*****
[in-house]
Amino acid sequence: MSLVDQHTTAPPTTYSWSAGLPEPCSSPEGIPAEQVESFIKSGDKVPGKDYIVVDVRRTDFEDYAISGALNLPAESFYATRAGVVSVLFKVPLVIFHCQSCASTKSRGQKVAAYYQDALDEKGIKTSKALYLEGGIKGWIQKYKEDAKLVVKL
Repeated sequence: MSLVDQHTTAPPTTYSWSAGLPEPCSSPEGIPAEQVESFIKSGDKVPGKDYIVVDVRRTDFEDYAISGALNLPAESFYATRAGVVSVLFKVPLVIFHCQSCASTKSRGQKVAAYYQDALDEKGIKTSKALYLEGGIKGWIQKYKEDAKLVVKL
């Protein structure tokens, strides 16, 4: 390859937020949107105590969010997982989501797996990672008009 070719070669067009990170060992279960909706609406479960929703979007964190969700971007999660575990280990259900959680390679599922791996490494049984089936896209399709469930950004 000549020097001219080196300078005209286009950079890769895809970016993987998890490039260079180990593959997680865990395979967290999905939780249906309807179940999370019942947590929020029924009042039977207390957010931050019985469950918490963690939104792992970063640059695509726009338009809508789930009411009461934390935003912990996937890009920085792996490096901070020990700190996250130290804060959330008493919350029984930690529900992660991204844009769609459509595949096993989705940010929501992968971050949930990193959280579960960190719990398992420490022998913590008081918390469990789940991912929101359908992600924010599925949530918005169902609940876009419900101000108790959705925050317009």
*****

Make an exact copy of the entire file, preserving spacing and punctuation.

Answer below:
[in-house]
Amino acid sequence: MSLVDQHTTAPPTTYSWSAGLPEPCSSPEGIPAEQVESFIKSGDKVPGKDYIVVDVRRTDFEDYAISGALNLPAESFYATRAGVVSVLFKVPLVIFHCQSCASTKSRGQKVAAYYQDALDEKGIKTSKALYLEGGIKGWIQKYKEDAKLVVKL
Repeated sequence: MSLVDQHTTAPPTTYSWSAGLPEPCSSPEGIPAEQVESFIKSGDKVPGKDYIVVDVRRTDFEDYAISGALNLPAESFYATRAGVVSVLFKVPLVIFHCQSCASTKSRGQKVAAYYQDALDEKGIKTSKALYLEGGIKGWIQKYKEDAKLVVKL
């Protein structure tokens, strides 16, 4: 390859937020949107105590969010997982989501797996990672008009 070719070669067009990170060992279960909706609406479960929703979007964190969700971007999660575990280990259900959680390679599922791996490494049984089936896209399709469930950004 000549020097001219080196300078005209286009950079890769895809970016993987998890490039260079180990593959997680865990395979967290999905939780249906309807179940999370019942947590929020029924009042039977207390957010931050019985469950918490963690939104792992970063640059695509726009338009809508789930009411009461934390935003912990996937890009920085792996490096901070020990700190996250130290804060959330008493919350029984930690529900992660991204844009769609459509595949096993989705940010929501992968971050949930990193959280579960960190719990398992420490022998913590008081918390469990789940991912929101359908992600924010599925949530918005169902609940876009419900101000108790959705925050317009």